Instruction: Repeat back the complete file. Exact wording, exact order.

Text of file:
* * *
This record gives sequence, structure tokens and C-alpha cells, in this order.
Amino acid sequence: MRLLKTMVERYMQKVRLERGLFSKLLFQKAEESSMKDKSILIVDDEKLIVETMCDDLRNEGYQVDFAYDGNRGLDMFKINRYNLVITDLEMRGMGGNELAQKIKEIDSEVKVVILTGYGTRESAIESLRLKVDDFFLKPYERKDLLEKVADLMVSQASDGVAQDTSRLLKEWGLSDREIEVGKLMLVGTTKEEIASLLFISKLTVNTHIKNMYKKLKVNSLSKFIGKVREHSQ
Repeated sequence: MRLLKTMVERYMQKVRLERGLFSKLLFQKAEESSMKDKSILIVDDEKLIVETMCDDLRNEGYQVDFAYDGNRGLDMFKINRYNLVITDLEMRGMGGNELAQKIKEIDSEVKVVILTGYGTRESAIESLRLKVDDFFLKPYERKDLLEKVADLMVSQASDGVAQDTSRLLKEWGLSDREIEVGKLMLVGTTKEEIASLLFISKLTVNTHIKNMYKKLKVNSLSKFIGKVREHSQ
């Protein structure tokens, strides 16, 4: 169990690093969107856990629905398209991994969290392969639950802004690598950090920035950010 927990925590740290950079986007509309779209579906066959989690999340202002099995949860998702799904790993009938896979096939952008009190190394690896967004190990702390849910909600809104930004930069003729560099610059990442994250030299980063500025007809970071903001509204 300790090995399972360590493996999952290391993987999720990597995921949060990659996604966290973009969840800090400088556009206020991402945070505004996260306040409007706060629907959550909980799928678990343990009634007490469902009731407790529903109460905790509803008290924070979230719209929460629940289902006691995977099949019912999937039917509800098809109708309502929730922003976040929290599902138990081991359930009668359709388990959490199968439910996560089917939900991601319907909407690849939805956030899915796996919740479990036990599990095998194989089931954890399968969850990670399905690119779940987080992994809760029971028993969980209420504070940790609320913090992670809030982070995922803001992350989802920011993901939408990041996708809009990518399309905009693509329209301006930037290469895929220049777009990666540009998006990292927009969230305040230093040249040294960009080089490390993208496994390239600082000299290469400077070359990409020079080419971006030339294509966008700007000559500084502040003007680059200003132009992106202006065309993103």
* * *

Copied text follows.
This record gives sequence, structure tokens and C-alpha cells, in this order.
Amino acid sequence: MRLLKTMVERYMQKVRLERGLFSKLLFQKAEESSMKDKSILIVDDEKLIVETMCDDLRNEGYQVDFAYDGNRGLDMFKINRYNLVITDLEMRGMGGNELAQKIKEIDSEVKVVILTGYGTRESAIESLRLKVDDFFLKPYERKDLLEKVADLMVSQASDGVAQDTSRLLKEWGLSDREIEVGKLMLVGTTKEEIASLLFISKLTVNTHIKNMYKKLKVNSLSKFIGKVREHSQ
Repeated sequence: MRLLKTMVERYMQKVRLERGLFSKLLFQKAEESSMKDKSILIVDDEKLIVETMCDDLRNEGYQVDFAYDGNRGLDMFKINRYNLVITDLEMRGMGGNELAQKIKEIDSEVKVVILTGYGTRESAIESLRLKVDDFFLKPYERKDLLEKVADLMVSQASDGVAQDTSRLLKEWGLSDREIEVGKLMLVGTTKEEIASLLFISKLTVNTHIKNMYKKLKVNSLSKFIGKVREHSQ
């Protein structure tokens, strides 16, 4: 169990690093969107856990629905398209991994969290392969639950802004690598950090920035950010 927990925590740290950079986007509309779209579906066959989690999340202002099995949860998702799904790993009938896979096939952008009190190394690896967004190990702390849910909600809104930004930069003729560099610059990442994250030299980063500025007809970071903001509204 300790090995399972360590493996999952290391993987999720990597995921949060990659996604966290973009969840800090400088556009206020991402945070505004996260306040409007706060629907959550909980799928678990343990009634007490469902009731407790529903109460905790509803008290924070979230719209929460629940289902006691995977099949019912999937039917509800098809109708309502929730922003976040929290599902138990081991359930009668359709388990959490199968439910996560089917939900991601319907909407690849939805956030899915796996919740479990036990599990095998194989089931954890399968969850990670399905690119779940987080992994809760029971028993969980209420504070940790609320913090992670809030982070995922803001992350989802920011993901939408990041996708809009990518399309905009693509329209301006930037290469895929220049777009990666540009998006990292927009969230305040230093040249040294960009080089490390993208496994390239600082000299290469400077070359990409020079080419971006030339294509966008700007000559500084502040003007680059200003132009992106202006065309993103």